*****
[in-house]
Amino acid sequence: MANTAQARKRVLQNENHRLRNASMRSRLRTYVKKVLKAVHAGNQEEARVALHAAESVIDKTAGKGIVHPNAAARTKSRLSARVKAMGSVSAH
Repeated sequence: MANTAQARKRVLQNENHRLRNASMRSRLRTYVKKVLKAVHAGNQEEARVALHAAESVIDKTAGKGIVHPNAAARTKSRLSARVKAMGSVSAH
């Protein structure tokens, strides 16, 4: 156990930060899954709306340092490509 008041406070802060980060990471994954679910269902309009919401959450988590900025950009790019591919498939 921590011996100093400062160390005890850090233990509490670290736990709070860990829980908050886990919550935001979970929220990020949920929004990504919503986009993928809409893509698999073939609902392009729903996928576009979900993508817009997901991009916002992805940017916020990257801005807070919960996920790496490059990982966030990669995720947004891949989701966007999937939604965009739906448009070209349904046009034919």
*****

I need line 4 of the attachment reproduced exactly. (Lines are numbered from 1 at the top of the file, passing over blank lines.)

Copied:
């Protein structure tokens, strides 16, 4: 156990930060899954709306340092490509 008041406070802060980060990471994954679910269902309009919401959450988590900025950009790019591919498939 921590011996100093400062160390005890850090233990509490670290736990709070860990829980908050886990919550935001979970929220990020949920929004990504919503986009993928809409893509698999073939609902392009729903996928576009979900993508817009997901991009916002992805940017916020990257801005807070919960996920790496490059990982966030990669995720947004891949989701966007999937939604965009739906448009070209349904046009034919």